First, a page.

COVID-19 may have brought the world to a near standstill, but hail storms are a constant, and there are always hail damaged cars to repair somewhere in the world, and so within a few days and after a lot of humbling calls, I was heading out to San Antonio, Texas for six weeks of non-stop, back breaking work…not what I had planned and certainly not what I wanted…but at least I had an income in 2020 and that felt like moving forward. Again.

Hail damaged cars have 100’s to 1000’s of dents. Some are pebble-sized and take super close inspection in bright lights from a myriad of angles to make sure that none are missed. You check, double-check, triple-check, then say a little prayer (!) take satisfaction in a job well done. It’s never perfect, but there is an undeniable reward to working laboriously with your hands and simple tools to turn a pock-mocked vehicle into a product good looking enough to make the customer/car owner say WOW!! when they come to pick it up.

In truth, psychologically and physically, there is not that much difference between running Badwater and pulling dents. When I start on a new car, it is strangely exciting. I have no idea what unforeseen problems await, or how I’ll overcome them. I only know that they are there and that, like COVID-19, they aren’t going to magically disappear. I’m reminded that anything can be overcome by constant application, moving forward, making the next right decision and next right effort. I don't have to do everything, I only have to do this one thing right in front of me. Physically, it's uncomfortable, grueling, painful and stressful. But it is also weirdly satisfying, knowing that I will always try to adapt to the changing landscape. What happens to us in life isn't nearly as important as what we do about it.

But the similarities to Badwater end right there. It may be similar in application, but pulling dents certainly isn’t the same inspiration as a long run through the desert! I wake up every day now, fired up, because that’s who I have to be in order to provide for my family. I do a good job talking to myself, and I take a few quiet minutes to be grateful, but how do I hold on to gratitude as the day goes on? I work on vehicles that don’t cooperate, with customers that are demanding and with co-workers with their own issues.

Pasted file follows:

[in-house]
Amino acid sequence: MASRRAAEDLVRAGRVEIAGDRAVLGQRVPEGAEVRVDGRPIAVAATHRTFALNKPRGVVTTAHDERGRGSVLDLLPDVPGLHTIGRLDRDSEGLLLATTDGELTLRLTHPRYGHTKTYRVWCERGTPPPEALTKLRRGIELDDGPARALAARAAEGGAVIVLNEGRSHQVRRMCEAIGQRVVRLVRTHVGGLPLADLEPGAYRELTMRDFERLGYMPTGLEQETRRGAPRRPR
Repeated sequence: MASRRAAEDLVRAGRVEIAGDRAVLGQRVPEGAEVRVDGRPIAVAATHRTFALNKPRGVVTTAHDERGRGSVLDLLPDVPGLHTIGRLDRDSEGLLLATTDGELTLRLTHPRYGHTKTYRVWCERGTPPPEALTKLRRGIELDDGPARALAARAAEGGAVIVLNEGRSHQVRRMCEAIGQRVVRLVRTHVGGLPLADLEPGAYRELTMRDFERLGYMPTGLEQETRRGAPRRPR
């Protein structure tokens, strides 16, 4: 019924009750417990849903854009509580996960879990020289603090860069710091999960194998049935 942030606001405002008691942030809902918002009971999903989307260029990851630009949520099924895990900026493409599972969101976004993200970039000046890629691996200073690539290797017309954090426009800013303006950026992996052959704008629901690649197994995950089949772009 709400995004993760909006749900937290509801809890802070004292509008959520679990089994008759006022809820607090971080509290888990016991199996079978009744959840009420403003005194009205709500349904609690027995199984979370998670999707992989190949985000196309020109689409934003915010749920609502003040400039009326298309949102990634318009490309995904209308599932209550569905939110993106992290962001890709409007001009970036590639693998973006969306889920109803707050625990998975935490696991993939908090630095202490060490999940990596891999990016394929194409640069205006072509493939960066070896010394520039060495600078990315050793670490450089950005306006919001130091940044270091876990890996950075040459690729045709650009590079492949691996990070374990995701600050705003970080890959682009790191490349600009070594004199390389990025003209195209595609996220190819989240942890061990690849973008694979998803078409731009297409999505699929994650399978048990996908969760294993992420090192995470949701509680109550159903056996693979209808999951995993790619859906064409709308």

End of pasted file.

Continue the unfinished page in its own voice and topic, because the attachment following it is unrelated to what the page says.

And while there is some genuine satisfaction that comes from a vehicle reinstated, and a boost to my bank account, if that had been enough, I would have stayed with that business. I wouldn’t have traded out my adventures of the last 20 years for the comfortable retirement that I would have had if I just kept at this work for these past years.

So, what keeps me going, aside from the necessity of meeting everyday expenses and obligations. Simply put, dollars in the bank now are adventures in the future. Every day I do this, I am literally buying weeks of adventure. In the future. I don’t know when specifically, but I do know that there is a future and that it does contain the adventures I live for. I will run again. And I will always give my best effort to provide for my family.

Therein lies my sense of optimism. My hopefulness for the future.

Optimism, like sobriety, is its own reward. And like sobriety, it is a gift but not a given. It must be fought for. With patience and tenacity. Shackleton knew that if he was to survive the wreck of The Endurance he would need to put the

“. . . FOOTPRINT OF COURAGE INTO THE STIRRUP OF PATIENCE.”

So it is with 2020! And this pandemic. Optimism will keep us all focused on the wrap-up of this phase and the start of the next adventure. But, it will take courage to remain focused on that. And . . .

ONLY PATIENCE, WITH THE HERE AND NOW, WILL SEE US THROUGH.